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AMT Hardballer

Semi-Automatic Pistol

AMT Hardballer

Semi-Automatic Pistol

OVERVIEW
SPECIFICATIONS
VARIANTS
HISTORY
MEDIA
OVERVIEW



The AMT Hardballer line of semi-automatic pistols are copies of the famous Colt M1911 sidearm.
National Flag Graphic
ORIGIN: United States
YEAR: 1977
MANUFACTURER(S): Arcadia Machine & Tool; Galena Industries - USA
OPERATORS: United States
SPECIFICATIONS



Common measurements, and their respective conversions, are shown when possible. * Calibers listed may be model/chambering dependent.
ACTION: Semi-Automatic; Short-Recoil; Locked Breech
CALIBER(S)*: .45 ACP; 10mm Auto; .40 S&W; .400 Corbon (model dependent)
LENGTH (OVERALL): 215 millimeters (8.46 inches)
LENGTH (BARREL): 127 millimeters (5.00 inches)
WEIGHT (UNLOADED): 2.43 pounds (1.10 kilograms)
SIGHTS: Iron Front and Rear.
MUZZLE VELOCITY: 1,110 feet-per-second (338 meters-per-second)
RANGE (EFFECTIVE): 164 feet (50 meters; 55 yards)
VARIANTS



Series Model Variants
• AMT Hardballer - Original stainless steel M1911 offering; wide target-style trigger unit; adjustable trigger stop; lengthened grip safety; adjustable rear sights.
• AMT Combat Government / Government - Model of 1878 for police service; fixed sights; 1985 product name change to just "Government".
• AMT Longslide - Model of 1980 based on Hardballer; lengthened 7" barrel and lengthened slide.
• AMT Skipper - Model of 1980; compact Hardballer form with 4" barrel length; sold until 1984.
• AMT Commando - Original AMT company form with 5" barrel length; revised form by Galena Industries with 5" barrel length; loaded chamber indicator, and beavertail grip safety; chambered for .40 S&W cartridge.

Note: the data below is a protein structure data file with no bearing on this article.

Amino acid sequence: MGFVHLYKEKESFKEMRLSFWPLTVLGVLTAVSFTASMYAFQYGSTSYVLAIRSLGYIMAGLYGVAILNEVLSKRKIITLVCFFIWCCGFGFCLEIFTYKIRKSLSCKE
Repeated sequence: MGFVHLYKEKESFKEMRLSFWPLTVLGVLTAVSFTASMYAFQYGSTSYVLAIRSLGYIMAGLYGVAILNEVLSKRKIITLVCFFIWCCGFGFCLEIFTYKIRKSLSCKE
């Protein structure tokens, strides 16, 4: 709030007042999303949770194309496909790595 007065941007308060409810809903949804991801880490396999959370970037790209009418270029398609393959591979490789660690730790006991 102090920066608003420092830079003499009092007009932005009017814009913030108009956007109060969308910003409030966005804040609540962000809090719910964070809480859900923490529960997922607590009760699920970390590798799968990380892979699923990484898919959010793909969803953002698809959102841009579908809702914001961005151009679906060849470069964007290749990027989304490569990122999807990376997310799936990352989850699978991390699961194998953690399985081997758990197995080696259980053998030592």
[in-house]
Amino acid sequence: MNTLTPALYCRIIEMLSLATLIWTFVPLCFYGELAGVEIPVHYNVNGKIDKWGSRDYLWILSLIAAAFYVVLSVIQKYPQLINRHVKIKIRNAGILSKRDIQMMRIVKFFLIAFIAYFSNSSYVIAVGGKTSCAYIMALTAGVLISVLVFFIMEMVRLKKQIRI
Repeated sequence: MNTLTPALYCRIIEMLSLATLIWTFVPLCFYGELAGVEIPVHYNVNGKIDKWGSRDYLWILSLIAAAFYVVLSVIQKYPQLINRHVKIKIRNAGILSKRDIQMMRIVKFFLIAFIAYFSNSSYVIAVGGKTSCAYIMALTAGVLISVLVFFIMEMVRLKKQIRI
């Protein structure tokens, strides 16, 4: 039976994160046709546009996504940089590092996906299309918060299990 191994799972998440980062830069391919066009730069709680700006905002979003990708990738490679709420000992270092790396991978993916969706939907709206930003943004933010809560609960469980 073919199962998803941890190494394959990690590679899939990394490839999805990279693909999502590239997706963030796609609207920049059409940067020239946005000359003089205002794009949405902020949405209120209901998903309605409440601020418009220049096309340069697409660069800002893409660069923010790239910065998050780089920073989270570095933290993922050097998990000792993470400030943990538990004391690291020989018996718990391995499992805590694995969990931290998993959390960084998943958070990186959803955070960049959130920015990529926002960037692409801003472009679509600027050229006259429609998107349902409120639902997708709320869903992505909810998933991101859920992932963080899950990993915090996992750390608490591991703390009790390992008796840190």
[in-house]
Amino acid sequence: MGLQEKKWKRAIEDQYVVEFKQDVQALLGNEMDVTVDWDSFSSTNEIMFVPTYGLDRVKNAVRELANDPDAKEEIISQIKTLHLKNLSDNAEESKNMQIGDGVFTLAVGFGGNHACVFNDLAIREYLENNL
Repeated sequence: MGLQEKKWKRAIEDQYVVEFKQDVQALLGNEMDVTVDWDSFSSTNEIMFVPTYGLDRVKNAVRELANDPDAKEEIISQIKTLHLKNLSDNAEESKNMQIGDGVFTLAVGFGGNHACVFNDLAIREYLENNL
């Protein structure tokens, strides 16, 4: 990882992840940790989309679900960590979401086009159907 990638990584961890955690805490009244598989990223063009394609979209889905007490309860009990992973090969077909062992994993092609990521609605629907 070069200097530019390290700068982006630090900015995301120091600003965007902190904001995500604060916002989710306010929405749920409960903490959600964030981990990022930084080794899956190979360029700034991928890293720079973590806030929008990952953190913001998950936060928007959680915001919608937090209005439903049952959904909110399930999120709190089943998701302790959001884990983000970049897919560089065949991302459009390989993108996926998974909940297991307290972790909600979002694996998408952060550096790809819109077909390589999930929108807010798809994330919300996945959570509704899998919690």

• AMT Accelerator - Galena-manufactured model with 7" barrel length, extended beavertail grip safety, and chambered for .400 Corbon cartridge.
• AMT Javelina - 10mm Auto chambering with 8-round magazine capacity.


HISTORY



Detailing the development and operational history of the AMT Hardballer Semi-Automatic Pistol.  Entry last updated on 10/3/2017. Authored by Staff Writer. Content ©www.MilitaryFactory.com.
From 1977 to 2002, the now-bankrupt Arcadia Machine and Tool (AMT) company of Irwindale, California, manufactured the "Hardballer" - a semi-automatic, all-stainless steel version of the classic Colt M1911 pistol. The sidearm followed the same form and function as the original and went on to include such changes as a larger grip safety, brushed stainless steel finish, wide target-style trigger, and adjustable rear sights. At its core, the weapon remained a short-recoil operated system with locked breech function. The handgun's production was taken over by Galena Industries following the demise of AMT.

Variants in the series included the "Combat Government" / "Government" for the police market (though originally intended for the sport shooting market), the "Longslide" with 7" barrel (and appropriately-lengthened slide), the "Skipper" in compact form with a 4" barrel, the "Commando" with .40 S&W chambering (since improved into a compact form), the "Accelerator" with 7" barrel and chambered for the .400 Corbon cartridge, and the "Javelina", a 10mm Auto model with eight-round capacity magazine. The series has also been seen in the original Colt M1911 .45 ACP chambering.

The original "Hardballer" name was born from the weapon's use of the round-nose Full Metal Jacket (FMJ - otherwise known as"hardball") ammunition. The AMT Hardballer was the first all-stainless steel constructed version of the classic M1911 pistol.






MEDIA





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